“Supreme Court Mandates Regularization of Teachers at Jamia Milia Islamia, Affirms UGC Regulations as Binding on Universities”

Case title: Meher Fatima Hussain v. Jamia Milia Islamia & Ors.

Case no.: Civil Appeal No. 4963 Of 2024

Dated on: 15th April 2024

Quorum: Justice Abhay S. Oka and Justice Pankaj Mithal


The case revolves around three appellants, Meher Fatima Hussain, Sabiha Hussain, and Suraiya Tabassum, who were appointed to various teaching positions at Jamia Milia Islamia University. They were initially appointed on probation, later converted to temporary posts, and finally, appointed in December 2016 to tenure posts in the Sarojini Naidu Centre. The appointments were made following a regular selection process initiated based on an advertisement dated 12th July 2016. The University sought approval from the University Grants Commission (UGC) to merge the posts into its regular establishment, which was approved. However, the University decided to start a fresh selection process, leading to the appellants’ challenge.


Appellants counsel argued that the appointments were made through a proper selection process, and they possessed the necessary qualifications. They cited previous decisions and emphasized that the appellants were appointed after following due process.

Learned counsel appearing for the appellant placed heavy reliance on a decision of this Court in the case of Somesh Thapliyal and Anr. v. Vice Chancellor, H.N.B. Garhwal University and Anr. In our considered view, once the appellants have gone through the process of selection provided under the scheme of the 1973 Act regardless of the fact whether the post is temporary or permanent in nature, at least their appointment is substantive in character and could be made permanent as and when the post is permanently sanctioned by the competent authority.


The University argued that the appointments were not permanent and were made on tenure posts. It claimed that the appellants’ cases represented a “backdoor entry” and cannot be regularized in service. The University also alleged misconduct against the appellants.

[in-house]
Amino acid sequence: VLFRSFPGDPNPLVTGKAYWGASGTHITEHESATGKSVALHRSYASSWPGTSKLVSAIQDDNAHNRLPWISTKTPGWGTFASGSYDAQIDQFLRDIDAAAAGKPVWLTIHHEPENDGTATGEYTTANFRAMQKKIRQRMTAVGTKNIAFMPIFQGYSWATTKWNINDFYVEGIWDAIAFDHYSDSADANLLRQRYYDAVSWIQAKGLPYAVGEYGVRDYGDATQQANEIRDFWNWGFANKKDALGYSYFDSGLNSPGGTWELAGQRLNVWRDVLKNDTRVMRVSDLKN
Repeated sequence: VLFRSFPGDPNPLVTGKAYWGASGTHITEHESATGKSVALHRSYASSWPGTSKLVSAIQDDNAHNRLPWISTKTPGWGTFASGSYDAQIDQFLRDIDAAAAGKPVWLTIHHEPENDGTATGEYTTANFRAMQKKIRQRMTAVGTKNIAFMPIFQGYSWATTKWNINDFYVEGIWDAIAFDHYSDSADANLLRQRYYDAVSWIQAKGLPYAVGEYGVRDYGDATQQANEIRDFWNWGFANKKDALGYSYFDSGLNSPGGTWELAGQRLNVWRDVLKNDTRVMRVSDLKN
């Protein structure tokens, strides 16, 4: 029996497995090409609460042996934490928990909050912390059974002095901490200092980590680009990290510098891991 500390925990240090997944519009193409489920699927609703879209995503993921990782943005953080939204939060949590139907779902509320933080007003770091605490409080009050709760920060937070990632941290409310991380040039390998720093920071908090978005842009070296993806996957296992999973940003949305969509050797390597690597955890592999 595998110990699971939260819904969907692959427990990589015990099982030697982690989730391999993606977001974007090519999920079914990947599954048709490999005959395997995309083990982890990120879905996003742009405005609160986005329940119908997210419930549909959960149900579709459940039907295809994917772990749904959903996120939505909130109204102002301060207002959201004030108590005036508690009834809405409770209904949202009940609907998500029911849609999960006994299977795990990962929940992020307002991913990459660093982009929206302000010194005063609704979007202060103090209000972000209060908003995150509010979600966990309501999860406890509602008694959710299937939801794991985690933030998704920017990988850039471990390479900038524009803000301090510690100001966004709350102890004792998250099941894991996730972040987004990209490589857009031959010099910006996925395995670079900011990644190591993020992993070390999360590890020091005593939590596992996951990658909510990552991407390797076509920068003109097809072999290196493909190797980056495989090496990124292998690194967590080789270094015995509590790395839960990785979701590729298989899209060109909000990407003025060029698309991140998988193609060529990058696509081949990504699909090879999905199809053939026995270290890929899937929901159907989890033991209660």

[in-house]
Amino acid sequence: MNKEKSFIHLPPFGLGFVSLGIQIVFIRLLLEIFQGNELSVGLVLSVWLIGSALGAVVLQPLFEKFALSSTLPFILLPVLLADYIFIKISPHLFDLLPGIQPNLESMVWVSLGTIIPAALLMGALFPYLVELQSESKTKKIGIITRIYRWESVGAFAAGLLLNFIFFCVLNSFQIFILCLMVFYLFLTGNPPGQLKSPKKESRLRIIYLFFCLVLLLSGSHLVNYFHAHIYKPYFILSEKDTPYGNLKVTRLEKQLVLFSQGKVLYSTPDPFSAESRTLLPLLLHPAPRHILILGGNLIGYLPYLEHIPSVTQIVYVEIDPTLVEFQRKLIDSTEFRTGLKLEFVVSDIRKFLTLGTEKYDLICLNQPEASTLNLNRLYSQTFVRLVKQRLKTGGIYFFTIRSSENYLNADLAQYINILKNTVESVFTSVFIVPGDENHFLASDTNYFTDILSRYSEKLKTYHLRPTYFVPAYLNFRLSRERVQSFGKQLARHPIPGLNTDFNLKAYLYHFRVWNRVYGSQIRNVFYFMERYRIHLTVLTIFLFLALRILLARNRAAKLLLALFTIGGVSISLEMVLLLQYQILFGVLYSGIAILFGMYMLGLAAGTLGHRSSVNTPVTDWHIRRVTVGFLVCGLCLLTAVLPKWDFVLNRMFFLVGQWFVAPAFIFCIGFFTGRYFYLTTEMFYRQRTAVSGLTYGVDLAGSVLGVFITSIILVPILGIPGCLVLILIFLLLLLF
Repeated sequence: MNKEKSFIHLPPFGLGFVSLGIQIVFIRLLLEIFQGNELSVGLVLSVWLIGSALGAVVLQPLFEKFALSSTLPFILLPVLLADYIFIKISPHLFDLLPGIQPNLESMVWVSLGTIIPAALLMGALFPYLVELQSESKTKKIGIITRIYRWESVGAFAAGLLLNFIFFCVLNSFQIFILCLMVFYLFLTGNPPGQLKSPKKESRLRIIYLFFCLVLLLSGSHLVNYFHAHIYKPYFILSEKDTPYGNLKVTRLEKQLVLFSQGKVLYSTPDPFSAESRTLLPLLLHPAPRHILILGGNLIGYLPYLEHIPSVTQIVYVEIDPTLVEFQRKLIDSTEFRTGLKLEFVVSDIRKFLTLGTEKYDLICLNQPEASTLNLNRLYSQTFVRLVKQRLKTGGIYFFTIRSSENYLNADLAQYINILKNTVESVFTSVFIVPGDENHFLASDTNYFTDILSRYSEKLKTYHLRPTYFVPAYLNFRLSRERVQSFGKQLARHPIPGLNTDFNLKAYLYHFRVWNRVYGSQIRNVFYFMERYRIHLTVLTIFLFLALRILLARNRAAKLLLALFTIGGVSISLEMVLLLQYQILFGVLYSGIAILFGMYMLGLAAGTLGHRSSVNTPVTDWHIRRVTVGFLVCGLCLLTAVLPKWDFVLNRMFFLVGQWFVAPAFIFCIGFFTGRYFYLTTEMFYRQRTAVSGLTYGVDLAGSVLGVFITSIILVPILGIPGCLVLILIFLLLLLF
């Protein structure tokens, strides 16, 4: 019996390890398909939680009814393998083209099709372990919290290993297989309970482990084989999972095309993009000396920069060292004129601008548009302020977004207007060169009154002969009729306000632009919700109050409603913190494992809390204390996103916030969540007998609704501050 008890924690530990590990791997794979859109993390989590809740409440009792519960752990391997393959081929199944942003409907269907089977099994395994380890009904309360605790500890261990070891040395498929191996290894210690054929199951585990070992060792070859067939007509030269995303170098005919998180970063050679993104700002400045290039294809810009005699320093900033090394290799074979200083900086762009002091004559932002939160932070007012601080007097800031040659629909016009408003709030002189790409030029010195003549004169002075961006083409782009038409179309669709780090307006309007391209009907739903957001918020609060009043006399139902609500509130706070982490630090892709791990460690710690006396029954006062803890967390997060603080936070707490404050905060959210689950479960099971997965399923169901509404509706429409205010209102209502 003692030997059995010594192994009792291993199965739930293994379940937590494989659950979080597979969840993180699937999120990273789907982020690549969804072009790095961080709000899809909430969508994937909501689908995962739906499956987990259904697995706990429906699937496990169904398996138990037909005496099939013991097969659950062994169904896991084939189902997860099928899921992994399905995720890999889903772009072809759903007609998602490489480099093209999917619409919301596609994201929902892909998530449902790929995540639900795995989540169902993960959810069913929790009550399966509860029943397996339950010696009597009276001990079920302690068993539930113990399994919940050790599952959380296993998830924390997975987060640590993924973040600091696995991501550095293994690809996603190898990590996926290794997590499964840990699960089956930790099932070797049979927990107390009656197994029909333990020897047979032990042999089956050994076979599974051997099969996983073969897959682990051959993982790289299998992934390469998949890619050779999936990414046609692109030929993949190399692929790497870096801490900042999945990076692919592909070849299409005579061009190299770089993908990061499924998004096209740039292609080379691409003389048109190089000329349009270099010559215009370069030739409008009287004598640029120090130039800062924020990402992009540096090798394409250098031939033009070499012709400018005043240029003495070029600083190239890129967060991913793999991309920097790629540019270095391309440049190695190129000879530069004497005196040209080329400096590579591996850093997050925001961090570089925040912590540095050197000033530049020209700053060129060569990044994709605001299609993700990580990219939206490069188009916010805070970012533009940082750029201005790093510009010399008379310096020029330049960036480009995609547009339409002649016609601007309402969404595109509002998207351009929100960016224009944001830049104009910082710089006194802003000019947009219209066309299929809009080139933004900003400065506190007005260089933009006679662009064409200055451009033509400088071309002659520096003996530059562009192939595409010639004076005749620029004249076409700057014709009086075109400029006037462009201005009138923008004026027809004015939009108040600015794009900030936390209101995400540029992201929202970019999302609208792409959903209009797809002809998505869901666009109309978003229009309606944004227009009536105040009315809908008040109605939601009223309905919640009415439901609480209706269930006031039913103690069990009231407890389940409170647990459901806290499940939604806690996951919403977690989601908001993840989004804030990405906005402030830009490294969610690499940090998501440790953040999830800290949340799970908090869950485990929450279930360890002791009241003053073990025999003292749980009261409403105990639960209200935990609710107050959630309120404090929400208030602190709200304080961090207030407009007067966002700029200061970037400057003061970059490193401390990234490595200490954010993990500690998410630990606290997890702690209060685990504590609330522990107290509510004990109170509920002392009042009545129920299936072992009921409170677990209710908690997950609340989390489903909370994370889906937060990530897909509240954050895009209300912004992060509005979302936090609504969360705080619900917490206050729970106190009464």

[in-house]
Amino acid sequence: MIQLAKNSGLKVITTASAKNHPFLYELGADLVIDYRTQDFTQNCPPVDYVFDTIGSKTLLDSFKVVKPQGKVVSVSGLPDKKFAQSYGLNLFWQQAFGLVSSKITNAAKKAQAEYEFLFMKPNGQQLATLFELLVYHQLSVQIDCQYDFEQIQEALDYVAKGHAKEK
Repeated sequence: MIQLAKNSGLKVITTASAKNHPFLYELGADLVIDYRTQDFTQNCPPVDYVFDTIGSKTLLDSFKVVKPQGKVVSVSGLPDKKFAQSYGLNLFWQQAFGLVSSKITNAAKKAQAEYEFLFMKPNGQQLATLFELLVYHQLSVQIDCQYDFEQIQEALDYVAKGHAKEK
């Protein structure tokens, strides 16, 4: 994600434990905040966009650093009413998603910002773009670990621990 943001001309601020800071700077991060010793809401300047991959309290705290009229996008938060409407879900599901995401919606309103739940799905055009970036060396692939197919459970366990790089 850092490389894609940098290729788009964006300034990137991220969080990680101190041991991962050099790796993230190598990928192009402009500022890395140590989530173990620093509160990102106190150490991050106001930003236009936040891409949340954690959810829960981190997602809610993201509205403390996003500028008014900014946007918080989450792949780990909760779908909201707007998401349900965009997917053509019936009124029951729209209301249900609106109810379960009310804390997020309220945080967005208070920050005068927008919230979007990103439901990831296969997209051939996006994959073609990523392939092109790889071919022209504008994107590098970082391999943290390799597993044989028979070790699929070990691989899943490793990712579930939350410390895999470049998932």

The UGC reiterated its stance that appointments made through proper selection procedures and meeting the prescribed qualifications could be continued after merger with the regular establishment.


  • Whether the appellants appointments were made following due process.
  • Whether the decision to start a fresh selection process after UGC’s approval for merger was justified.
  • Whether the appellants’ appointments should be continued after merger.


The Court examined the sequence of events, including the appointments, approvals from UGC, and the University’s decision to initiate a fresh selection process. It noted that the appellants were appointed following a regular selection process and possessed the required qualifications. The Court emphasized the UGC’s approval for merging the posts and directed the reinstatement of the appellants to their respective posts within three months. The Court also mentioned the possibility of disciplinary proceedings against the appellants but affirmed their right to challenge such actions.

The judgment in Meher Fatima Hussain v. Jamia Milia Islamia & Ors. highlights the importance of following due process in appointments and upholding the rights of employees, especially in cases involving mergers and reappointments. The Court’s decision reaffirms the principle of fairness and transparency in administrative actions within educational institutions.

“PRIME LEGAL is a full-service law firm that has won a National Award and has more than 20 years of experience in an array of sectors and practice areas. Prime legal fall into a category of best law firm, best lawyer, best family lawyer, best divorce lawyer, best divorce law firm, best criminal lawyer, best criminal law firm, best consumer lawyer, best civil lawyer.”

Judgement Reviewed by – Chiraag K A

Click Here to view Judgement

Leave a Reply

Your email address will not be published. Required fields are marked *